Alpine's Matt Harman says the team would repeat their Formula 1 power unit "risk" in 2022 given the competitive edge it has given them ahead of the '23 season.
Power unit suppliers are now banned from bringing performance-focused upgrades to their designs, with them being frozen until the 2026 power unit rule changes.
However, manufacturers are allowed to bring reliability upgrades, meaning Renault - who supply Alpine - opted for performance-oriented development path ahead of the 2022 season.
While both Fernando Alonso and Esteban Ocon were presented with a more powerful engine, it also proved unreliable with Alonso expressing his frustration on a number of occasions following costly DNFs.
In the end, Alpine finished fourth in the Constructors' Championship, with Technical Director Harman believing that the risk taken to prioritise performance and worry about reliability later has proved correct.
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Harman doubles down on Alpine risk
"It has been well publicised," Harman told RacingNews365.com in an exclusive interview of the risk taken to chase performance in 2022.
"I'm not responsible for the power unit per se in the operation, I'm responsible for a specification for the engine and I set that not only in its architecture but in its performance.
"In the end, we had to make a decision that we thought was right for everybody, that we would push the performance and take the risk on the reliability.
"Honestly, if I had my time again, I would make the same decision.
"It is massively important in the homologated era that we have the performance that we need and we must have a competitive power unit.
"In my mind, we have got one now that is close enough that we can compete [with Mercedes, Ferrari and Honda]."
Hopeful of reliability in 2023
One of the major problems encountered by the team in 2022 was the water pump, with multiple failures putting Alonso out of points scoring positions.
The problems almost cost the team the coveted P4 in the Constructors' standings, but they just held on to pip McLaren - and Harman is now hopeful of kicking on during the upcoming season when Pierre Gasly joins to replace Aston Martin-bound Alonso.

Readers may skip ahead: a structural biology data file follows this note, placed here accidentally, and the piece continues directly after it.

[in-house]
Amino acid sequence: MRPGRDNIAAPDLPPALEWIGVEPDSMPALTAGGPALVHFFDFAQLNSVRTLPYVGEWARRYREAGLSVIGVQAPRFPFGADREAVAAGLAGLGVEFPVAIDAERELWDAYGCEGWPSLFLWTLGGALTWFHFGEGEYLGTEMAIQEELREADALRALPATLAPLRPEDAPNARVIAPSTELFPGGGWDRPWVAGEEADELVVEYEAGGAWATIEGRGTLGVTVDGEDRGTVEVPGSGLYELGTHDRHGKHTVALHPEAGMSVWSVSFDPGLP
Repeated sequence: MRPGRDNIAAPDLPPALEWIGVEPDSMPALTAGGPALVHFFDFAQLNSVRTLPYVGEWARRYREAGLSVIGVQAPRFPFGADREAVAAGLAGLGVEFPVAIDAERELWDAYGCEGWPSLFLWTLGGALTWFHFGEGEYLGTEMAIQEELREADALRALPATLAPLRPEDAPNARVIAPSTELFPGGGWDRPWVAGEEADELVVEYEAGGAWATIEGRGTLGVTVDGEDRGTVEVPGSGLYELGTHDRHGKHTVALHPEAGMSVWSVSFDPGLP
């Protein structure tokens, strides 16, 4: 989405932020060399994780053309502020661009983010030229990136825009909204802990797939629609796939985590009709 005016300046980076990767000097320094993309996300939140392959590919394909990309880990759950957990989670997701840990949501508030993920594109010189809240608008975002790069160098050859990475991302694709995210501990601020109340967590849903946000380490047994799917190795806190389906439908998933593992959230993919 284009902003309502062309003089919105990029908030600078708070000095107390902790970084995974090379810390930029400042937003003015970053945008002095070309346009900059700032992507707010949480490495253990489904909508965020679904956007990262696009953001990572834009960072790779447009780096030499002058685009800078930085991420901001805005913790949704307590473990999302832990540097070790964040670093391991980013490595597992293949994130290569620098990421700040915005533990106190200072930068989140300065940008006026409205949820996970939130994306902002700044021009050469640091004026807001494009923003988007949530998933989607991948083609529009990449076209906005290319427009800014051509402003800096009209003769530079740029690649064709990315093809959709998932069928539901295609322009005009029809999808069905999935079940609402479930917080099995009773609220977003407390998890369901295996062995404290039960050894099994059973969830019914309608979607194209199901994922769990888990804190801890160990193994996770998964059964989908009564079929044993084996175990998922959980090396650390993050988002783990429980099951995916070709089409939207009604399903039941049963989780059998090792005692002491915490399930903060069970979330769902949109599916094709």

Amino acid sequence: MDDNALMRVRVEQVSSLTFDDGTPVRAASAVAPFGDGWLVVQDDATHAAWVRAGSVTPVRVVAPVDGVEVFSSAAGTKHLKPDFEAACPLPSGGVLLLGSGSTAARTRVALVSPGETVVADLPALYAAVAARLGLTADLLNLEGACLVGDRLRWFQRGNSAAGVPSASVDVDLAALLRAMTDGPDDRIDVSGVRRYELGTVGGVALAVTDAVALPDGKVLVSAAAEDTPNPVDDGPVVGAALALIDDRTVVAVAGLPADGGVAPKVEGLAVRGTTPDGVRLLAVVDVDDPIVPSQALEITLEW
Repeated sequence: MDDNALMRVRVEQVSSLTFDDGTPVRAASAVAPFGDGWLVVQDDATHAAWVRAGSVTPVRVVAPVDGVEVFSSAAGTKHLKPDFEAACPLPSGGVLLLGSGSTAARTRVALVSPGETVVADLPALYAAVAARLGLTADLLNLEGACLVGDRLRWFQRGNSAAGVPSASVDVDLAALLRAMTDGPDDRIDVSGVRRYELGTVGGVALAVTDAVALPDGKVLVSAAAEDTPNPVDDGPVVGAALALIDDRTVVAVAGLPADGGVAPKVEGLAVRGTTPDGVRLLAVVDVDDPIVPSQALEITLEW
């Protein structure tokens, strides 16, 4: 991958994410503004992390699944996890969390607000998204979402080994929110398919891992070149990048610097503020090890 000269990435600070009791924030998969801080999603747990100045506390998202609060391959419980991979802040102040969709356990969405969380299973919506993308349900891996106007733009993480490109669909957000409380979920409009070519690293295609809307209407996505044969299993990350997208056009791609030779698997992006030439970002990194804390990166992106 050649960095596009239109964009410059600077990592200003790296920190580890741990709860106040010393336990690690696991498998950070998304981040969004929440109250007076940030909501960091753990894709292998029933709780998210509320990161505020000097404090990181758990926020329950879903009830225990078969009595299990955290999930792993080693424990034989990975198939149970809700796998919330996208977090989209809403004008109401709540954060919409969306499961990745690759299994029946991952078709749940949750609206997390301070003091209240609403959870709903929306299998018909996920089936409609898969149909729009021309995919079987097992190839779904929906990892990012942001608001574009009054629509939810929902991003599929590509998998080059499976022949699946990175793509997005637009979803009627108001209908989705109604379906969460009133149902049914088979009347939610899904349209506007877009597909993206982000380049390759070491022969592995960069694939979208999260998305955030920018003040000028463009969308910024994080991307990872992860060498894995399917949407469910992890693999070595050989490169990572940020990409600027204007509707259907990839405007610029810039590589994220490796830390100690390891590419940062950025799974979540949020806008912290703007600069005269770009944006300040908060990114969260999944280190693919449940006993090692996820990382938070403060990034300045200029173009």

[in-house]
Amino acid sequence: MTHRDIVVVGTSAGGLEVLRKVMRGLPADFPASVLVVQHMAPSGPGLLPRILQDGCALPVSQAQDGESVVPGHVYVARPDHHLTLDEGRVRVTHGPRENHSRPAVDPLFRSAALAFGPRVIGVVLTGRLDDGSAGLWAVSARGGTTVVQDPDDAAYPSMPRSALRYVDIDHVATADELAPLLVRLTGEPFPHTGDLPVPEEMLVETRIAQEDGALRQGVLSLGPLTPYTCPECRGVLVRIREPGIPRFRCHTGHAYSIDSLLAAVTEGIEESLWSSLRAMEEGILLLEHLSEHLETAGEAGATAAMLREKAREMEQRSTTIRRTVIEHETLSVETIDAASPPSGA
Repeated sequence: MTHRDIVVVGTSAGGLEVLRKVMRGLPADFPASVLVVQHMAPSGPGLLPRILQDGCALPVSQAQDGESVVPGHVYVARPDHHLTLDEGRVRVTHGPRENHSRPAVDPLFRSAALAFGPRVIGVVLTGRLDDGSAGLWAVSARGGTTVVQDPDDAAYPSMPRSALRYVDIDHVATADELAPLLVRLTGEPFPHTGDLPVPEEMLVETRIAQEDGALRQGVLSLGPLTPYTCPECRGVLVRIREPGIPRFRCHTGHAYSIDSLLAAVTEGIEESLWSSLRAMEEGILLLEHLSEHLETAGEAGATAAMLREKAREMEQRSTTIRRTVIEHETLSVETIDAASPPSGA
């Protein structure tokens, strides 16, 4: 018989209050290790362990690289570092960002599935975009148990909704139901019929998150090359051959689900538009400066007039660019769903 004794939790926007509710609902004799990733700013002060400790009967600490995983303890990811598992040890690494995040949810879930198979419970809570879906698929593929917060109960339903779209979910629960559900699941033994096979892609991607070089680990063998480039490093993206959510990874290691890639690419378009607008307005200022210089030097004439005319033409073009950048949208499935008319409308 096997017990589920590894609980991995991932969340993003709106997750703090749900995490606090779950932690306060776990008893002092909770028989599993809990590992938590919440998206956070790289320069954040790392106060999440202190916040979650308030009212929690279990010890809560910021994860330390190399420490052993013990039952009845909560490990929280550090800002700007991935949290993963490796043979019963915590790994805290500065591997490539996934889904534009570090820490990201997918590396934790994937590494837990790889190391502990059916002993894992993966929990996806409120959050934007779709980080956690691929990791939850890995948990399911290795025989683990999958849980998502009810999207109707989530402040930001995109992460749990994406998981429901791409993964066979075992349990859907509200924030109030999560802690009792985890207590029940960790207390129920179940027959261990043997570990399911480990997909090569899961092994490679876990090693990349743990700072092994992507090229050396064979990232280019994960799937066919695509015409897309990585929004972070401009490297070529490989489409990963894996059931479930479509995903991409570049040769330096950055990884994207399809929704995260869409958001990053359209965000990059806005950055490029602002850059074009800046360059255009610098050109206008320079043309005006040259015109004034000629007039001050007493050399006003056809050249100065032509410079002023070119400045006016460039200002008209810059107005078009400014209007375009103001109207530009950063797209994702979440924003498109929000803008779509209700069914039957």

"Honestly, for the all the difficulties, I'd like to thank Viry (Alpine's engine base in France) for all the work they did in those years [early in the turbo hybrid era] because it was very difficult.
"I set the architecture for that engine and they delivered the architecture.
"That being said, we have had some reliability concerns and it cost us in the championship, although not ultimately in the final position - it made it much more stressful.
"We didn't do it in the style that we'd have liked to have done, but we learned a lot about that particular engine and that new architecture and I'm pretty confident that next year, from looking at all the root causes we've done, we won't be repeating our problems.
"We'll be looking to have that performance in reliability and kilowatts."
Video: How expensive is champagne in F1?
Although champagne has not been exclusively used on the podium, with F1 recently moving back to using sparkling wine, it forms a key part of post-race celebrations.
But what are the origins of this world-famous tradition? And with so many litres of this luxury drink sprayed throughout the season, how much money does such a champagne shower actually cost?
Check out our handy explainer video below.